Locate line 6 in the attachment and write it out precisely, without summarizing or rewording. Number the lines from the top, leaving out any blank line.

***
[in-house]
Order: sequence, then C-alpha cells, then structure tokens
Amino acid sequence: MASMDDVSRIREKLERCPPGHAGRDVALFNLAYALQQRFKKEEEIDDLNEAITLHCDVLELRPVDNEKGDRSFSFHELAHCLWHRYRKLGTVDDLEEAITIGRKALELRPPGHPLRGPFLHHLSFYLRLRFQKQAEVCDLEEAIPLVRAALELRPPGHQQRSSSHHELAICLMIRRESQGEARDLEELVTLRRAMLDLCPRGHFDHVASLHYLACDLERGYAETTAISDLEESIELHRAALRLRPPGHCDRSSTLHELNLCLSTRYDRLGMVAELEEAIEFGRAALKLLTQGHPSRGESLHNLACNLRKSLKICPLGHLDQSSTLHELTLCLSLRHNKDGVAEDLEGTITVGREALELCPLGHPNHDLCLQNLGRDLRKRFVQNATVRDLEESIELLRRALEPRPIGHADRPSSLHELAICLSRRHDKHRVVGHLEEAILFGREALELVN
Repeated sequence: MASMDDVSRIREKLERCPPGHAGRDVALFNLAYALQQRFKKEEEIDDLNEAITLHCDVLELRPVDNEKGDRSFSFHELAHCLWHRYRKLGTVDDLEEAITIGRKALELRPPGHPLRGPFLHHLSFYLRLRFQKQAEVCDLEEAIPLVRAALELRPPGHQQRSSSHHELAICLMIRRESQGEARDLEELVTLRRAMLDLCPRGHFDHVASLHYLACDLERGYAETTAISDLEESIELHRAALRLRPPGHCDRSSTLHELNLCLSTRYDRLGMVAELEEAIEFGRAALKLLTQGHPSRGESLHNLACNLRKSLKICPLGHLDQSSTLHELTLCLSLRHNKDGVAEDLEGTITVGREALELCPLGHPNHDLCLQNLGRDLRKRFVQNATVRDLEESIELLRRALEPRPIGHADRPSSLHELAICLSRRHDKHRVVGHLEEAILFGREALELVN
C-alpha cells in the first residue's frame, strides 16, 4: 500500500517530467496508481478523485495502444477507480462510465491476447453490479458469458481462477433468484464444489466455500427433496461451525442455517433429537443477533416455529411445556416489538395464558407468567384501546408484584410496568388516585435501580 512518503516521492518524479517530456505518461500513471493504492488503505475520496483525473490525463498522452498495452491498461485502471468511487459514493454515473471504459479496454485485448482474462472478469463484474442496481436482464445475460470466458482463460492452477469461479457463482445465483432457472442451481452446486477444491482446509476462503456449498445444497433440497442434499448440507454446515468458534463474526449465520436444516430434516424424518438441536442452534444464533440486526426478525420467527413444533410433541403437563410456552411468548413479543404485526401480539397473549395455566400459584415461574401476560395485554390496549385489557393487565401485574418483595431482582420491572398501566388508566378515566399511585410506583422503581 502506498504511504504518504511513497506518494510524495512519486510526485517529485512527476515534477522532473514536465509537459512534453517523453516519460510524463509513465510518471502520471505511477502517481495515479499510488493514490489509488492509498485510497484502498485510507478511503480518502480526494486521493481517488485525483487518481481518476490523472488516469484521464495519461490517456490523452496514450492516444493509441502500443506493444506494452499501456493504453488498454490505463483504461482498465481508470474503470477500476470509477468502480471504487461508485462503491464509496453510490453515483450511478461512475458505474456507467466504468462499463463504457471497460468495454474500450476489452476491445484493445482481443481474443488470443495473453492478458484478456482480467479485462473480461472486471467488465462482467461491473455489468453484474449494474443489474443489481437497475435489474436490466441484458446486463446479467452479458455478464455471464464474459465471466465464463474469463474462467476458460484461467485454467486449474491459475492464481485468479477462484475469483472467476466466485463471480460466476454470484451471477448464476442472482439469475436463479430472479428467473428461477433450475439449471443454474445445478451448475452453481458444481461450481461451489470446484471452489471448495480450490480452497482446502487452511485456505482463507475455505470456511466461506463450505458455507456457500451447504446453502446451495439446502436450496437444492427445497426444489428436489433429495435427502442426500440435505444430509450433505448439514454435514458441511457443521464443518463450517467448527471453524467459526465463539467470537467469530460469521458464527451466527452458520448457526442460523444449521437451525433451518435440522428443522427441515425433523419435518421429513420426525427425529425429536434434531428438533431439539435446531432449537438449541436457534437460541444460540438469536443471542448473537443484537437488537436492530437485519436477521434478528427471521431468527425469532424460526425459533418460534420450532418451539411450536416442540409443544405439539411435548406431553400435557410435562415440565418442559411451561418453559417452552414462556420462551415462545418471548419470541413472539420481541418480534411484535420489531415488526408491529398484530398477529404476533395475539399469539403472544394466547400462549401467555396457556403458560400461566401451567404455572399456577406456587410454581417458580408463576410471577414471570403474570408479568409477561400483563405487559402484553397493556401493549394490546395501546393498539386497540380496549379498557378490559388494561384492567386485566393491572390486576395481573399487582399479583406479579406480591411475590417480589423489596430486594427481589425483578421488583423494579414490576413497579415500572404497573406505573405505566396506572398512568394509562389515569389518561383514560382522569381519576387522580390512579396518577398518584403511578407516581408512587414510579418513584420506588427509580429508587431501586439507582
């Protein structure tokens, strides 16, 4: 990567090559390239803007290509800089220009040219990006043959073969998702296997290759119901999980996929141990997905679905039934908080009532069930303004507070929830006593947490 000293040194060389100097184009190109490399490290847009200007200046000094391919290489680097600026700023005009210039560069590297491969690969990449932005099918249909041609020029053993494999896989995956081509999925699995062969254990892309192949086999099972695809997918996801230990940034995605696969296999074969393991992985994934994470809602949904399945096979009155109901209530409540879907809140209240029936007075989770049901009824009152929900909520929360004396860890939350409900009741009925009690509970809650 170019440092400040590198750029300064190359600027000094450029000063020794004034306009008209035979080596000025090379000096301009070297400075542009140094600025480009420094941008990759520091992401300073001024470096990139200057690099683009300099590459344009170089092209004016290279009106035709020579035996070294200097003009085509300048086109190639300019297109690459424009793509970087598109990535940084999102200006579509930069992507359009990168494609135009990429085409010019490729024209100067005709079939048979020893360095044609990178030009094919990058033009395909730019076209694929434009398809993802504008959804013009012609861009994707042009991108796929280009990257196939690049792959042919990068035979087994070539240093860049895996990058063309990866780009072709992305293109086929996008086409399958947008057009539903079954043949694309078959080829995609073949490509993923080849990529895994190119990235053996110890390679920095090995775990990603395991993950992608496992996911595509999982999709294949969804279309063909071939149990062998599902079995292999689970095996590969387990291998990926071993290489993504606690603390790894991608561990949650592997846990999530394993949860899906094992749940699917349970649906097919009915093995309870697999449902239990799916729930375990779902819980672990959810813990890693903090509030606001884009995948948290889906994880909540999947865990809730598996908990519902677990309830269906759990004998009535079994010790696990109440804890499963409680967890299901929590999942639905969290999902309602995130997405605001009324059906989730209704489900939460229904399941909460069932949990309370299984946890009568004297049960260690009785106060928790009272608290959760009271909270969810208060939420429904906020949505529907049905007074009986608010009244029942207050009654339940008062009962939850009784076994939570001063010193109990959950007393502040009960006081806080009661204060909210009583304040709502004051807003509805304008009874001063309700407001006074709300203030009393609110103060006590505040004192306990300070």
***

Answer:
């Protein structure tokens, strides 16, 4: 990567090559390239803007290509800089220009040219990006043959073969998702296997290759119901999980996929141990997905679905039934908080009532069930303004507070929830006593947490 000293040194060389100097184009190109490399490290847009200007200046000094391919290489680097600026700023005009210039560069590297491969690969990449932005099918249909041609020029053993494999896989995956081509999925699995062969254990892309192949086999099972695809997918996801230990940034995605696969296999074969393991992985994934994470809602949904399945096979009155109901209530409540879907809140209240029936007075989770049901009824009152929900909520929360004396860890939350409900009741009925009690509970809650 170019440092400040590198750029300064190359600027000094450029000063020794004034306009008209035979080596000025090379000096301009070297400075542009140094600025480009420094941008990759520091992401300073001024470096990139200057690099683009300099590459344009170089092209004016290279009106035709020579035996070294200097003009085509300048086109190639300019297109690459424009793509970087598109990535940084999102200006579509930069992507359009990168494609135009990429085409010019490729024209100067005709079939048979020893360095044609990178030009094919990058033009395909730019076209694929434009398809993802504008959804013009012609861009994707042009991108796929280009990257196939690049792959042919990068035979087994070539240093860049895996990058063309990866780009072709992305293109086929996008086409399958947008057009539903079954043949694309078959080829995609073949490509993923080849990529895994190119990235053996110890390679920095090995775990990603395991993950992608496992996911595509999982999709294949969804279309063909071939149990062998599902079995292999689970095996590969387990291998990926071993290489993504606690603390790894991608561990949650592997846990999530394993949860899906094992749940699917349970649906097919009915093995309870697999449902239990799916729930375990779902819980672990959810813990890693903090509030606001884009995948948290889906994880909540999947865990809730598996908990519902677990309830269906759990004998009535079994010790696990109440804890499963409680967890299901929590999942639905969290999902309602995130997405605001009324059906989730209704489900939460229904399941909460069932949990309370299984946890009568004297049960260690009785106060928790009272608290959760009271909270969810208060939420429904906020949505529907049905007074009986608010009244029942207050009654339940008062009962939850009784076994939570001063010193109990959950007393502040009960006081806080009661204060909210009583304040709502004051807003509805304008009874001063309700407001006074709300203030009393609110103060006590505040004192306990300070």